Linda Rottenberg, Co-Founder of the global entrepreneurship network, Endeavour, knows something about starting a successful business. She’s helped to start 580 companies in 20 countries around the world.
In a recent interview with Skiddy von Stade, the CEO of finance career site, OneWire, Rottenberg offers two fascinating anecdotes and a killer piece of advice demonstrating how great entrepreneurs think differently.
Lets go with the stories first.
When Endeavour was just starting, Rottenberg flew down to Argentina for a mere 10-minute meeting with Eduardo Elsztain, an Argentine businessman who famously got a $US10 million investment from a meeting with George Soros. When she met him, she got right down to business. “Look,” she said, “I’m an entrepreneur, you’re an entrepreneur…I want your time, your passion, and $US200,000.” And Elsztain turns to his colleague and said in Spanish, “This girl is crazy.”…A few minutes later, Rottenberg walked out of the office with a check for $US200,000.
But of course, being an entrepreneur isn’t always about charging into a situation. Sometimes you have to trust your team and be really honest with them and yourself.
“I used to think that as a female leader, I had to be very tough and invincible and keep my private life separate.” Then, Rottenberg’s husband, the author Bruce Feiler, was diagnosed with bone cancer. “When I came back [to work],” Rottenberg recalls, “I was very open, I occasionally cried…I was vulnerable for the first time. And the young people here who worked for me said, ‘Linda we always admired you, but you were kind of superhuman…in a kind of scary way. When you showed us your vulnerable self, you became a real person to us, and in fact it made us want to follow you more.'”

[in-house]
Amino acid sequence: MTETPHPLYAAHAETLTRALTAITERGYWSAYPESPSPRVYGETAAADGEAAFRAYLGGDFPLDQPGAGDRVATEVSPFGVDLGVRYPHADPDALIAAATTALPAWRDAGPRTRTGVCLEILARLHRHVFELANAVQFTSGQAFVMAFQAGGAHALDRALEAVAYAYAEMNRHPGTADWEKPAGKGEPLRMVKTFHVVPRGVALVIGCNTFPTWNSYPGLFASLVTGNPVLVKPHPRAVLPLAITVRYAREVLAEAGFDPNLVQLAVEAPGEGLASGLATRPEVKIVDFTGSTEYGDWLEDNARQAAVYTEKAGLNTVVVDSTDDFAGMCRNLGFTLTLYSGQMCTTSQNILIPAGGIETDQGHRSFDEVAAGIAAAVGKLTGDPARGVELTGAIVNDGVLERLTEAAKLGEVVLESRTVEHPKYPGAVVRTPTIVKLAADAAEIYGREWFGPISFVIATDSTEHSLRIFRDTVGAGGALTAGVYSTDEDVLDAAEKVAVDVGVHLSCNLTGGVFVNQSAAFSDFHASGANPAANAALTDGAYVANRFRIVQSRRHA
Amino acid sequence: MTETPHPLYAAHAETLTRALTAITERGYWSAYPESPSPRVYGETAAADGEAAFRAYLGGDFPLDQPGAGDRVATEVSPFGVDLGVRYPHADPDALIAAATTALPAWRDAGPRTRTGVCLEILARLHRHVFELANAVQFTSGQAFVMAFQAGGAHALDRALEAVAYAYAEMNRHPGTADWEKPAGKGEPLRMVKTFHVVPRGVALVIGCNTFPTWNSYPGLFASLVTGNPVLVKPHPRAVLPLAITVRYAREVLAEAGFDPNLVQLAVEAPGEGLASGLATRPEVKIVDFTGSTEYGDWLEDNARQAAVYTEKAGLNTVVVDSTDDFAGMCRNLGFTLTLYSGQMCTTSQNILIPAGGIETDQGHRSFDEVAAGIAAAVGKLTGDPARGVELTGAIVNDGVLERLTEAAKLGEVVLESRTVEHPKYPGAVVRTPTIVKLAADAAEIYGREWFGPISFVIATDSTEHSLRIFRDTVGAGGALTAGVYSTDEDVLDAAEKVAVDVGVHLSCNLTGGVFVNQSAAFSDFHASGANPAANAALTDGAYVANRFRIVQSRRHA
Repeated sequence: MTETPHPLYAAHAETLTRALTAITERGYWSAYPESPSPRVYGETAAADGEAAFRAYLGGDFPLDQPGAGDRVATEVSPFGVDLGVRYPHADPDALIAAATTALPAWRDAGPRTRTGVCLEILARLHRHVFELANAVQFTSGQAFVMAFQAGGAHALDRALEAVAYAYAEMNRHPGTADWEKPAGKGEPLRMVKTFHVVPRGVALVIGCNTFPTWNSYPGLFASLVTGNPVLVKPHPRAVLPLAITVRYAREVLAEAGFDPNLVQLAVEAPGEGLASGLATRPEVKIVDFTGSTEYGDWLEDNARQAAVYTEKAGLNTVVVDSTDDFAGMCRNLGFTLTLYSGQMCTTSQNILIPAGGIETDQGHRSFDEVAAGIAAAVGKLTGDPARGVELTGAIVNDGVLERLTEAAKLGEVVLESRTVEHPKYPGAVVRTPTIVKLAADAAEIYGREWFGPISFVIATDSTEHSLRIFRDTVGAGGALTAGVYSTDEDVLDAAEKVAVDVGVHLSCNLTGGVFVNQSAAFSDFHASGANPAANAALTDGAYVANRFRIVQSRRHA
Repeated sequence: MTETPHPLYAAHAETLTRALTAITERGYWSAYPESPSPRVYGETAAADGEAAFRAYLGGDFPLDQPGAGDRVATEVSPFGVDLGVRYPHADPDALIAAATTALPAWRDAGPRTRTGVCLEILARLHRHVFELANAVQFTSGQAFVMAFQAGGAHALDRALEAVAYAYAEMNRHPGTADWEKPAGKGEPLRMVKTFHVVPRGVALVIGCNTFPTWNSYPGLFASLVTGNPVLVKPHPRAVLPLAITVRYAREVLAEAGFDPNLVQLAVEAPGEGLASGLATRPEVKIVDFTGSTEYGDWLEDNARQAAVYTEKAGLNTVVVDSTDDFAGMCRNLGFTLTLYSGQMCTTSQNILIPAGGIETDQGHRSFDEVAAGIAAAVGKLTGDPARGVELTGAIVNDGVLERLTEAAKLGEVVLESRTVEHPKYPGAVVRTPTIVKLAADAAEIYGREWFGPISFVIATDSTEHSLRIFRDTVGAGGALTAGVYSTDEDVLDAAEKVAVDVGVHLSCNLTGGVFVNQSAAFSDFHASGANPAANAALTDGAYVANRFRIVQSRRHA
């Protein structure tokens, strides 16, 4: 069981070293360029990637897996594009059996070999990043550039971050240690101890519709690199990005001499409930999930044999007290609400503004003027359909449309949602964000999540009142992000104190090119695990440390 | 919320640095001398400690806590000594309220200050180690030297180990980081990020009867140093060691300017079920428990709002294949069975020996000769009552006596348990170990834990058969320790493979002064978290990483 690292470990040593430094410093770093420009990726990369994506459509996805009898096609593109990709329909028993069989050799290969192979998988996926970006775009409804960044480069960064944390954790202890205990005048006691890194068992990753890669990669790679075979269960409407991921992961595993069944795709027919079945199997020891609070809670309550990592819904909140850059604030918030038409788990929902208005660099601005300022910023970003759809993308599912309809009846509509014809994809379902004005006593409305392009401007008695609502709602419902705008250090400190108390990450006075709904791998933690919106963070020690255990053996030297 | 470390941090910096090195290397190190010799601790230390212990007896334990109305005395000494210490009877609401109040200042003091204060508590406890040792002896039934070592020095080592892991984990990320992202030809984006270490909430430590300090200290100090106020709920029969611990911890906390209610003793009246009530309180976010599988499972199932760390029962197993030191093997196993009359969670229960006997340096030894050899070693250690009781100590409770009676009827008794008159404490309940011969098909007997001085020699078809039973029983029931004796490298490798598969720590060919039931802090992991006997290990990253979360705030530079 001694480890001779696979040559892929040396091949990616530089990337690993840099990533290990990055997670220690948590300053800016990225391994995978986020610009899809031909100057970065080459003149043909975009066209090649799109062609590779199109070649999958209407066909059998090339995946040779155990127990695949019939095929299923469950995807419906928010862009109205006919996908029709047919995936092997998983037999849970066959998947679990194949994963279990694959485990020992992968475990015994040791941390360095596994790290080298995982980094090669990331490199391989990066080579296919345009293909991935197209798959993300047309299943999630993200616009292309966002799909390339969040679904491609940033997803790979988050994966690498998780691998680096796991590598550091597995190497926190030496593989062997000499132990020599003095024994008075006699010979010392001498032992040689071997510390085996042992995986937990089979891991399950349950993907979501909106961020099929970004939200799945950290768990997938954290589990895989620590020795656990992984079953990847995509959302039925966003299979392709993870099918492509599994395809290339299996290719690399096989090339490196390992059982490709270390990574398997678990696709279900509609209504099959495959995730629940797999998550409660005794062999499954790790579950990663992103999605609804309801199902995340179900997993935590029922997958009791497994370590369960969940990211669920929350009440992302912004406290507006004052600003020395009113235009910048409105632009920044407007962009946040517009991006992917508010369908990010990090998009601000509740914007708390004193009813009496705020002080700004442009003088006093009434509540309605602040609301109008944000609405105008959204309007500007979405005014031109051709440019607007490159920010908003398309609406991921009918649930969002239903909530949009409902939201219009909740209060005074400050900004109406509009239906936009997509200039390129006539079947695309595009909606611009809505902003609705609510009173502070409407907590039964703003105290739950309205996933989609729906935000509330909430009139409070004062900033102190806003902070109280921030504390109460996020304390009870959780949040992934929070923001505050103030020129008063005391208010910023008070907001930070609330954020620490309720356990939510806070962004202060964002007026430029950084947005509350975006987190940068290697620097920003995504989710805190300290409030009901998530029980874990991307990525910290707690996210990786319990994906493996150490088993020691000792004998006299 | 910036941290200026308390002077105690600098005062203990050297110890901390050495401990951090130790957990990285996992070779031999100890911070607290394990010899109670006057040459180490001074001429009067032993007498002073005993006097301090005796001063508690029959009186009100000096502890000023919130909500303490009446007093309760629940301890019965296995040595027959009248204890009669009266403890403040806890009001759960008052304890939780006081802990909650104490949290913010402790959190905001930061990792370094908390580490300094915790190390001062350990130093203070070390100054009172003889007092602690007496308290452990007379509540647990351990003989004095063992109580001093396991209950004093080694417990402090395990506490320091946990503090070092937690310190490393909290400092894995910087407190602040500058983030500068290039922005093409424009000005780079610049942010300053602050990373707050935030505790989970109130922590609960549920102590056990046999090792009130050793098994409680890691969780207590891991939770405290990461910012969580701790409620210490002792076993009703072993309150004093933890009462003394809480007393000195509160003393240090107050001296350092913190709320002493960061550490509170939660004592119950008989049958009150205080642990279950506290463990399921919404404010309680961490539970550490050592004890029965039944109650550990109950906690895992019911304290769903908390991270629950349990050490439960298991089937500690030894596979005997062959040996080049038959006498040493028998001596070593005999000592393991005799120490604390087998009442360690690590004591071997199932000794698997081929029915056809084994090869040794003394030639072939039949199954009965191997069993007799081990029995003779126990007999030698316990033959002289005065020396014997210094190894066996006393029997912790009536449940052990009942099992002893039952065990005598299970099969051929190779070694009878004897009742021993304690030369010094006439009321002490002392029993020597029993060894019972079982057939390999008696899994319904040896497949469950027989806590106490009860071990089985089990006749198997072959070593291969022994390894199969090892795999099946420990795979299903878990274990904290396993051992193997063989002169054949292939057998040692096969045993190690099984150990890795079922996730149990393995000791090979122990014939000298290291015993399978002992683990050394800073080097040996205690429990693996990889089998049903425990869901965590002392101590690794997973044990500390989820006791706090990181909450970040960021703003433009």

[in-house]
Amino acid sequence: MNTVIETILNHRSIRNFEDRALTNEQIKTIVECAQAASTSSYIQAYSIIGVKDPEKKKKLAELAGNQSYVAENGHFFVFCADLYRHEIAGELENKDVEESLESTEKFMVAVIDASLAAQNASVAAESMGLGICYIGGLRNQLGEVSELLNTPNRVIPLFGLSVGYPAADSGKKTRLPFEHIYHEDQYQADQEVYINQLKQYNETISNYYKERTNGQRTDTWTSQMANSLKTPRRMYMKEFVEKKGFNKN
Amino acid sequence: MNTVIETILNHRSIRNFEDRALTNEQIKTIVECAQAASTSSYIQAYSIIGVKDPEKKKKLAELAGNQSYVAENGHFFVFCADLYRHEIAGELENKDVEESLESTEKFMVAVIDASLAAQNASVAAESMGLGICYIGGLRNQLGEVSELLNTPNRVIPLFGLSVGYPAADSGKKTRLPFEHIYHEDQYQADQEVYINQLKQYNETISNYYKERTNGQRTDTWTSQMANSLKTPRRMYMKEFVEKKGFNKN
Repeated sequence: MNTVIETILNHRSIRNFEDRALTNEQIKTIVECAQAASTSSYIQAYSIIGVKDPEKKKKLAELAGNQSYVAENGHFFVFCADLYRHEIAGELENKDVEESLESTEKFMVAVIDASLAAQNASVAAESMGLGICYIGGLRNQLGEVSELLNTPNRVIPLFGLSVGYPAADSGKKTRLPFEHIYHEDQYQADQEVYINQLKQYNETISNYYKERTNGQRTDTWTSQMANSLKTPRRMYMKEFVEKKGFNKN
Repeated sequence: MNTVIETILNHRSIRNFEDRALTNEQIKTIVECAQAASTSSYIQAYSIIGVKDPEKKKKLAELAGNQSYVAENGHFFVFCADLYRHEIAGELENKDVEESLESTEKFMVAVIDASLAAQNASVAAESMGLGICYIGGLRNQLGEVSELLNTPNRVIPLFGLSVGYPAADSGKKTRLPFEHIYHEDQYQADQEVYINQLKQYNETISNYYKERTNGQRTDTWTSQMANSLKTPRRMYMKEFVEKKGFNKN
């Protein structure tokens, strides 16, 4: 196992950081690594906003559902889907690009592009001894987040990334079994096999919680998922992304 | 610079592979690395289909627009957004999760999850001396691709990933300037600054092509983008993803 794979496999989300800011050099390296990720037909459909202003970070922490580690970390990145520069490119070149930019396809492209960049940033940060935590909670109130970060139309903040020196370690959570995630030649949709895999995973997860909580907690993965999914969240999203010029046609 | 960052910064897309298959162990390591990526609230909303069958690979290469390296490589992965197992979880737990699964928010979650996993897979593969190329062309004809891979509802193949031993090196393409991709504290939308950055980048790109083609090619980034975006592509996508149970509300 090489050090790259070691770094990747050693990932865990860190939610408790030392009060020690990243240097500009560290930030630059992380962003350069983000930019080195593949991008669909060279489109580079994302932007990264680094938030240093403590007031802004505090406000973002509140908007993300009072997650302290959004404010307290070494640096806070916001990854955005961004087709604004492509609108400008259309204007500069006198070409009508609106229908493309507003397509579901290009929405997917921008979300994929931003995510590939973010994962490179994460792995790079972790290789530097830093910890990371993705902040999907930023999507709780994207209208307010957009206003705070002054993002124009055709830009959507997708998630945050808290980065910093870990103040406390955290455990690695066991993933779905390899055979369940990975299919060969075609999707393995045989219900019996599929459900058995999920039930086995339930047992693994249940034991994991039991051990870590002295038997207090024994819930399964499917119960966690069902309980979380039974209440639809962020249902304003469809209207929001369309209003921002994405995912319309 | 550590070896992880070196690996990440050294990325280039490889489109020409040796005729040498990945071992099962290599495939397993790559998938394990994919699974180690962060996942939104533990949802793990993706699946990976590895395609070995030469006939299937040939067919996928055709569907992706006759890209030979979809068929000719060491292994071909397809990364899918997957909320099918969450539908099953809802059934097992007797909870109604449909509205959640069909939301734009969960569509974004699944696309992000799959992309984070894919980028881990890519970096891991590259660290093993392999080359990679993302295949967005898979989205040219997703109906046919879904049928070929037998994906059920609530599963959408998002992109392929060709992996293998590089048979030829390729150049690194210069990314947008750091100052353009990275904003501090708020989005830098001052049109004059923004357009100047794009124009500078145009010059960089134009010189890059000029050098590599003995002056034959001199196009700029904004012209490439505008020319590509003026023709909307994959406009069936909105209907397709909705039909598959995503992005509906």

Rottenberg couldn’t have done any of this if she was afraid of failure. That means taking risks, or as she puts it, “smart risks.”
“The riskiest thing of all is to take no risk at all,” she said closing the interview. “Your job is not going to be stable, the company you work for is not going to be stable, so you might as well learn to take smart risks in the pursuit of big dreams… There’s ways to de-risk that risk along the way, but you’ve got to get out of your comfort zone and if you do you can take charge of your life and write your own story.”
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